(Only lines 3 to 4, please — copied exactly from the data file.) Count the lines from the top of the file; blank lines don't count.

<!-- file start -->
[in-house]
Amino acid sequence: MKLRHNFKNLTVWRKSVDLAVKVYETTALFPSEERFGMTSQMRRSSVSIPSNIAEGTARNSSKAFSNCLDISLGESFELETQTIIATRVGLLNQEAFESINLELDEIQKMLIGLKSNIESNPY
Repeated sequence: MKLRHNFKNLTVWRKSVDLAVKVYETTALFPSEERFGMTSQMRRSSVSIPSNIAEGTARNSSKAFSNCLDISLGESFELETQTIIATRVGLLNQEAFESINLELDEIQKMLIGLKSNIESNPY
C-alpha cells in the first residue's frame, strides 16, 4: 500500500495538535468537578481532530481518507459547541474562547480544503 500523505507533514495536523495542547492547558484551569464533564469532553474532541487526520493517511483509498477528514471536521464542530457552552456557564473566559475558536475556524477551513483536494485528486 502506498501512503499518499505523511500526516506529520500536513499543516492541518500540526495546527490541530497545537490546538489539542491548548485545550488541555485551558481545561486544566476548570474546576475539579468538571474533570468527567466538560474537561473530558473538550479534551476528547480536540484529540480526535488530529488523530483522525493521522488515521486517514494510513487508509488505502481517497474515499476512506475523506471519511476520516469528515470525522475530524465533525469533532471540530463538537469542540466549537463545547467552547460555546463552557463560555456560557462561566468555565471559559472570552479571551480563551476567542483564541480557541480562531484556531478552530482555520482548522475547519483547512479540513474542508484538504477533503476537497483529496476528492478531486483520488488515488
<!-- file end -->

Repeated sequence: MKLRHNFKNLTVWRKSVDLAVKVYETTALFPSEERFGMTSQMRRSSVSIPSNIAEGTARNSSKAFSNCLDISLGESFELETQTIIATRVGLLNQEAFESINLELDEIQKMLIGLKSNIESNPY
C-alpha cells in the first residue's frame, strides 16, 4: 500500500495538535468537578481532530481518507459547541474562547480544503 500523505507533514495536523495542547492547558484551569464533564469532553474532541487526520493517511483509498477528514471536521464542530457552552456557564473566559475558536475556524477551513483536494485528486 502506498501512503499518499505523511500526516506529520500536513499543516492541518500540526495546527490541530497545537490546538489539542491548548485545550488541555485551558481545561486544566476548570474546576475539579468538571474533570468527567466538560474537561473530558473538550479534551476528547480536540484529540480526535488530529488523530483522525493521522488515521486517514494510513487508509488505502481517497474515499476512506475523506471519511476520516469528515470525522475530524465533525469533532471540530463538537469542540466549537463545547467552547460555546463552557463560555456560557462561566468555565471559559472570552479571551480563551476567542483564541480557541480562531484556531478552530482555520482548522475547519483547512479540513474542508484538504477533503476537497483529496476528492478531486483520488488515488